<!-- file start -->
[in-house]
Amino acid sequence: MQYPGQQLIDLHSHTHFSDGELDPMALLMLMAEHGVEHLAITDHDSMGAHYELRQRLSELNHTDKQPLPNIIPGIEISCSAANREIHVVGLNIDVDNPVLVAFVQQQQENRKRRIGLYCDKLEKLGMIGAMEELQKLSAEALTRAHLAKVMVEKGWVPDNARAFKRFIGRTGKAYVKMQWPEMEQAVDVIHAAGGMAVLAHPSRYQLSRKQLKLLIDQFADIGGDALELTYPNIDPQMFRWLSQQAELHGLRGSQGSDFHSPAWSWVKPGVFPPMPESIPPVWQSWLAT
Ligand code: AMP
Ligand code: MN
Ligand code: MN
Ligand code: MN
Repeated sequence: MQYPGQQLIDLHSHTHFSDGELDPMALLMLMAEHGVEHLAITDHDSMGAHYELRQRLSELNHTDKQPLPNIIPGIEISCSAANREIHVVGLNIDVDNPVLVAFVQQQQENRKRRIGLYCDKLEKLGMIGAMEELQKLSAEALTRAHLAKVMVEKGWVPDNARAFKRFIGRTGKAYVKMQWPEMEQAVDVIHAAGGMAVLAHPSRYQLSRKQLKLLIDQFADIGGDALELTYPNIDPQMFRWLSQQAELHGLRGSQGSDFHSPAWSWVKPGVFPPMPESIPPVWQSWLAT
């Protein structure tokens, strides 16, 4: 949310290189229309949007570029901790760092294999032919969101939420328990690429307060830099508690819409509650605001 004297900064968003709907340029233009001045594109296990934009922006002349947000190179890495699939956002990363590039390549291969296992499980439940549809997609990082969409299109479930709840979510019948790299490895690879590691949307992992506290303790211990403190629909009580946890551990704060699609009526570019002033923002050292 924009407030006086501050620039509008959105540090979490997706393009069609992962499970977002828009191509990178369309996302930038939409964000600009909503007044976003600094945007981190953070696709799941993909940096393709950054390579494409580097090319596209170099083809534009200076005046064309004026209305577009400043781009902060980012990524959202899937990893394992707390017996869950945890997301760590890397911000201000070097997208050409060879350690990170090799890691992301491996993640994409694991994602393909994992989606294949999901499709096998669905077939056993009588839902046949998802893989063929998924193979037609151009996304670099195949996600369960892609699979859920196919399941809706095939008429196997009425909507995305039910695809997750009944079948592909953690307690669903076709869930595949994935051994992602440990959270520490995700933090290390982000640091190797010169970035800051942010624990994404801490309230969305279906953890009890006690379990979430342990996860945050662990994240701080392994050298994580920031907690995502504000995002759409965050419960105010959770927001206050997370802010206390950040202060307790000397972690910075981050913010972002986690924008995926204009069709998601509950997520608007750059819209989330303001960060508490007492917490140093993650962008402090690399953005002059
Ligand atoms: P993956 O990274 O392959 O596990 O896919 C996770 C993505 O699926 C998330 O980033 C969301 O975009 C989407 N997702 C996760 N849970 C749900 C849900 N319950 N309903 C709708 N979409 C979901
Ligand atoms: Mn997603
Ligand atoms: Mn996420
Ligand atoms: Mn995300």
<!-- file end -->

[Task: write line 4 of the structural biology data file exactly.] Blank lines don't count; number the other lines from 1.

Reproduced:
Ligand code: MN